Education Secretary Gavin Williamson has enraged trade union chiefs by pulling the plug on a £12 million annual taxpayer handout.
The Unionlearn scheme was set up in 1998 and claims to help train 250,000 workers every year in IT skills, maths and English.
But ministers have told the Trade Union Congress that its public funding will be switched off from the end of this financial year.
They insist the cash will instead go toward the Government’s new £2.5 billion National Skills Fund unveiled by the Prime Minister last week as part of his pledge to give every adult without A-levels free college courses and loans to retrain.
But union bosses are up in arms, claiming the move is totally unfair and are demanding urgent talks.
In letter to the TUC this week, HOAR understands that skills minister Gillian Keegan told General Secretary Frances O’Grady “the decision is final.”
Ms Keegan wrote: “I appreciate this will not be welcome news for you, but it is important to emphasise that it is in the context of an overall commitment to supporting those in work to develop skills and to progress to more senior and productive roles.”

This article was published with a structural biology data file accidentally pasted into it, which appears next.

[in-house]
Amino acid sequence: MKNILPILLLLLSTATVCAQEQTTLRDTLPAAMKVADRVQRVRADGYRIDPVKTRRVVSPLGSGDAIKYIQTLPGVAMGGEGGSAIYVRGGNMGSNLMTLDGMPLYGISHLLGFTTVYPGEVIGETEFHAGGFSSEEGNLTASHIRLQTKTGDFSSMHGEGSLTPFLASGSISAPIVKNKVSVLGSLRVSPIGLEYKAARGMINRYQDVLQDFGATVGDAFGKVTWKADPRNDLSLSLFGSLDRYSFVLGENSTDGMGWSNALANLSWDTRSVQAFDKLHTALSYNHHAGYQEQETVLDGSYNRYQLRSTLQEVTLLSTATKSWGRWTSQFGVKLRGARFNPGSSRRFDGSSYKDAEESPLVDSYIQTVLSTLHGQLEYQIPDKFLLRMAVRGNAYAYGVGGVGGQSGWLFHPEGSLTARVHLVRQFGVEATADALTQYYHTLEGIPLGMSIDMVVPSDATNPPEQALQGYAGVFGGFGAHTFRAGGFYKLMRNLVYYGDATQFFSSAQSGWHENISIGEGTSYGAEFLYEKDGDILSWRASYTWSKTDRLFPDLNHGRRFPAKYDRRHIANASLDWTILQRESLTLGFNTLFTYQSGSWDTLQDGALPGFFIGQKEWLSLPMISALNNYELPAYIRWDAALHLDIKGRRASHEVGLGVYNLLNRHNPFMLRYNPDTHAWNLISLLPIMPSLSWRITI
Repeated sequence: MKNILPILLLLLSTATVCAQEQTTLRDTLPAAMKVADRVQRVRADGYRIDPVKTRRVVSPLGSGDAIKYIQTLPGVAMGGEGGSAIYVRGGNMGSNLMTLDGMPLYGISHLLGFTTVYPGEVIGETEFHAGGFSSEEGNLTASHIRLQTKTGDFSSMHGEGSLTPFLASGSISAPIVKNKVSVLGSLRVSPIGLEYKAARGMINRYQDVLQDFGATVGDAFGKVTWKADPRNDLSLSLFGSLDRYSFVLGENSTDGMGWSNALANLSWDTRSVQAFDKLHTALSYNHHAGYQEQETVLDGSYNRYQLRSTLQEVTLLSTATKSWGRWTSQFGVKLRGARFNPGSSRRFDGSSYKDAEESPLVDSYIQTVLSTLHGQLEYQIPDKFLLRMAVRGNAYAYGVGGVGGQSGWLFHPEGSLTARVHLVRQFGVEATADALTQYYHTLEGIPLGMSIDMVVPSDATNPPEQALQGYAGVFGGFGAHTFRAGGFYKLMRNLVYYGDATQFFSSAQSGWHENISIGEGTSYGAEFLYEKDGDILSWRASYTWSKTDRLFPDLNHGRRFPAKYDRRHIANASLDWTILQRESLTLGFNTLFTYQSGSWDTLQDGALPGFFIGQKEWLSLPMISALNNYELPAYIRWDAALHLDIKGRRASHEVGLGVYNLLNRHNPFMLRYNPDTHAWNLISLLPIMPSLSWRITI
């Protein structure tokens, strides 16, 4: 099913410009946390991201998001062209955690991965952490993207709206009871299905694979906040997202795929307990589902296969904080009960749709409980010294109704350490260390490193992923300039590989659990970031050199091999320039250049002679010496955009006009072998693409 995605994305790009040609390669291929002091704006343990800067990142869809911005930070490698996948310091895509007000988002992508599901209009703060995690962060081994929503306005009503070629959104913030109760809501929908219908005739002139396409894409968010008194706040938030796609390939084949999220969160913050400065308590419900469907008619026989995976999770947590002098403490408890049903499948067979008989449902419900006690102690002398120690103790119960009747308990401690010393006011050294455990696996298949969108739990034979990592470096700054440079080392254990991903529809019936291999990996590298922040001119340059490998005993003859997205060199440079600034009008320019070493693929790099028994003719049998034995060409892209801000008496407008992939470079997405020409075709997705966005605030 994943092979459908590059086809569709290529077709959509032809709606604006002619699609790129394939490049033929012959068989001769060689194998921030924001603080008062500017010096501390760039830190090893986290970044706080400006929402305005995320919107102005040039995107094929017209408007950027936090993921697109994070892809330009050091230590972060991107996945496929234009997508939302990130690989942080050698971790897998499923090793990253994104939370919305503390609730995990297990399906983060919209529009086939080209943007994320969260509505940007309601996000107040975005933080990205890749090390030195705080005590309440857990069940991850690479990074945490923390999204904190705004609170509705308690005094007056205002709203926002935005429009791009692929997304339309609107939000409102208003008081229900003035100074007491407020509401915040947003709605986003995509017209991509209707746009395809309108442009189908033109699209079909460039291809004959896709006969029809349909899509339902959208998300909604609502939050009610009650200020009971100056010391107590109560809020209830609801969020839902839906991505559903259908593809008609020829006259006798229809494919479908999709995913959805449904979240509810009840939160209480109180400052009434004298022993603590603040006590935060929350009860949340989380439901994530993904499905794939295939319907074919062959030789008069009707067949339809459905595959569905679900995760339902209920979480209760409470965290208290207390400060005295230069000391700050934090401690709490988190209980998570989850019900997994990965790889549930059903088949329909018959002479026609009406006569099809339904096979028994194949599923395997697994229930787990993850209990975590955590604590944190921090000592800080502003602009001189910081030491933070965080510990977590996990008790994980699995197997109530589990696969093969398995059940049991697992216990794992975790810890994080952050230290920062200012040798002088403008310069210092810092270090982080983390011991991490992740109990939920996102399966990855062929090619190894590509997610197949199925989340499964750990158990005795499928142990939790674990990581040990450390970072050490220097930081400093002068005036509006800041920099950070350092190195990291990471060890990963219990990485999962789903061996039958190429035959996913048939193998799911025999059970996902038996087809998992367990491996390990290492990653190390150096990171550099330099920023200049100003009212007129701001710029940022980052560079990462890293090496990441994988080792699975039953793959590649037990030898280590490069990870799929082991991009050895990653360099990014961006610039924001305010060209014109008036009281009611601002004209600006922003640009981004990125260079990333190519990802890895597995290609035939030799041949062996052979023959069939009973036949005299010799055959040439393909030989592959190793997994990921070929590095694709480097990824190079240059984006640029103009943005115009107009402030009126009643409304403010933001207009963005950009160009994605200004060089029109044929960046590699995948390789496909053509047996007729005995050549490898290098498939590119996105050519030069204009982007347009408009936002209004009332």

But the TUC hit back to say “Unionlearn provides learning and skills opportunities to a quarter of a million working people each year.
“The Prime Minister has been clear on the importance of skills to rebuilding the economy. Unionlearn should be recognised by ministers as a valuable national asset, with particular importance now for the nation’s plans to build back better.”
Last week Mr Johnson used a major speech to promise to train a generation of workers “shaken” by coronavirus.
“As the Chancellor has said, we cannot, alas, save every job. What we can do is give people the skills to find and create new and better jobs.
“So my message today is that at every stage of your life, this Government will help you get the skills you need.
“We’re transforming the foundations of the skills system so that everyone has the chance to train and retrain.”
The PM added: “We’re short of skilled construction workers and skilled mechanics, skilled engineers, short of hundreds of thousands of IT experts.”